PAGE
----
"Italian energy firm Eni will give up all of its Polish shale gas permits because of tough geology and an unclear regulatory environment, the same issues that have already pushed other foreign firms to quit Polish shale, industry sources said. The difficulties in Poland, which was touted a few years ago as having the best shale gas prospects in Europe, could send a chill through other countries on the continent that are trying to exploit shale gas, including Britain. The Italian company owned three licences in the north of Poland. In a statement sent to Reuters, Poland's environment ministry said two of the licences had already expired with no plan from Eni to renew them. It said it had no information on the third permit, which runs until 2018. But three industry sources, who spoke on condition of anonymity, said Eni would pull out of the third permit as well, ending its shale gas activities in Poland entirely ... 'The (Eni) guys are packing their bags; they are leaving Poland. I think the reasons were predominantly costs, regulation and geology', a person familiar with the matter told Reuters. Another industry source said the third licence will be given up before it expires and that challenging geological conditions were the main motive for Eni's decision. The sources confirmed an earlier report in Polish daily Puls Biznesu that Eni was preparing to pull out of Polish shale gas entirely. The Italian firm's move is another blow for Polish shale gas, which the government hopes will help cut Poland's dependence on imported gas from Russia ... Oil firms, including Marathon Oil, Talisman Energy and Exxon Mobil, have also quit Poland. Eni's departure would leave Chevron as the only energy major with Polish shale gas concessions."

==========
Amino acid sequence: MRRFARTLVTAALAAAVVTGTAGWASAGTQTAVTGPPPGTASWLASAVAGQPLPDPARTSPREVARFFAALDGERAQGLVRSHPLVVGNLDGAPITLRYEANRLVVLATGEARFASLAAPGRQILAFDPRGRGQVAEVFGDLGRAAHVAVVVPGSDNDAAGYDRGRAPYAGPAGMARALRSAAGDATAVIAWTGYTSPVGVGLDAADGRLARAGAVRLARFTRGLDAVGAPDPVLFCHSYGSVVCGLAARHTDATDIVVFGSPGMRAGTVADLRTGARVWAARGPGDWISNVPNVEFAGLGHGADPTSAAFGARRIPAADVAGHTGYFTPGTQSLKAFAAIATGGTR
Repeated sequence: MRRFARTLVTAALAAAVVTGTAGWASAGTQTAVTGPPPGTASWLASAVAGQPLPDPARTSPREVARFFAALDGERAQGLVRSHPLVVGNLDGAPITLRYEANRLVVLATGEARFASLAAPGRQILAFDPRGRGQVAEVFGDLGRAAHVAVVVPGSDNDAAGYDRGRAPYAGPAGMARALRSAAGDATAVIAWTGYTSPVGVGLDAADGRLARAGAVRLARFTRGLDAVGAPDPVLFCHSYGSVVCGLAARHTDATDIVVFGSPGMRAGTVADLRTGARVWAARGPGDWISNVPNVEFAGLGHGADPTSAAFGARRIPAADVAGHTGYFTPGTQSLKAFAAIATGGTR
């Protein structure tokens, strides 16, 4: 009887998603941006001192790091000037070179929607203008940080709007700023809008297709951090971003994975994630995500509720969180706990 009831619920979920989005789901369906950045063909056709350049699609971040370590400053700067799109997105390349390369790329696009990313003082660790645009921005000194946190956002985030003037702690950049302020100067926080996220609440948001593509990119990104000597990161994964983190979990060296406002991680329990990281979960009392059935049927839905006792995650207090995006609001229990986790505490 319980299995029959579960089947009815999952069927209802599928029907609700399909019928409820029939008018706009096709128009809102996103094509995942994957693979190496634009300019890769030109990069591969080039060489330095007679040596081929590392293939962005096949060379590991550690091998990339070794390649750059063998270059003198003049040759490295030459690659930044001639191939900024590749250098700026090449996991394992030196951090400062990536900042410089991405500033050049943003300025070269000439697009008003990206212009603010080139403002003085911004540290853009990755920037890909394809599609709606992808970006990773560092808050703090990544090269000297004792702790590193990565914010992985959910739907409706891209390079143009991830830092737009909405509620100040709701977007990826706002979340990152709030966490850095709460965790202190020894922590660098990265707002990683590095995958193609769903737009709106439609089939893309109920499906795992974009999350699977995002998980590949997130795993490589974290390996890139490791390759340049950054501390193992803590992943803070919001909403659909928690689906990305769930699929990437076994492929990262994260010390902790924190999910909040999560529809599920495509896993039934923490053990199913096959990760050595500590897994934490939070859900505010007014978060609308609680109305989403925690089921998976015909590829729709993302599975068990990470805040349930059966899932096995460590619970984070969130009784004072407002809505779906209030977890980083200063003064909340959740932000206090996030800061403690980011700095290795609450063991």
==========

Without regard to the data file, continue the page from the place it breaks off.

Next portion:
Zum Artikel von Pawel Bernat und Stephen Jewkes, erschienen auf Reuters (14. Januar 2014) »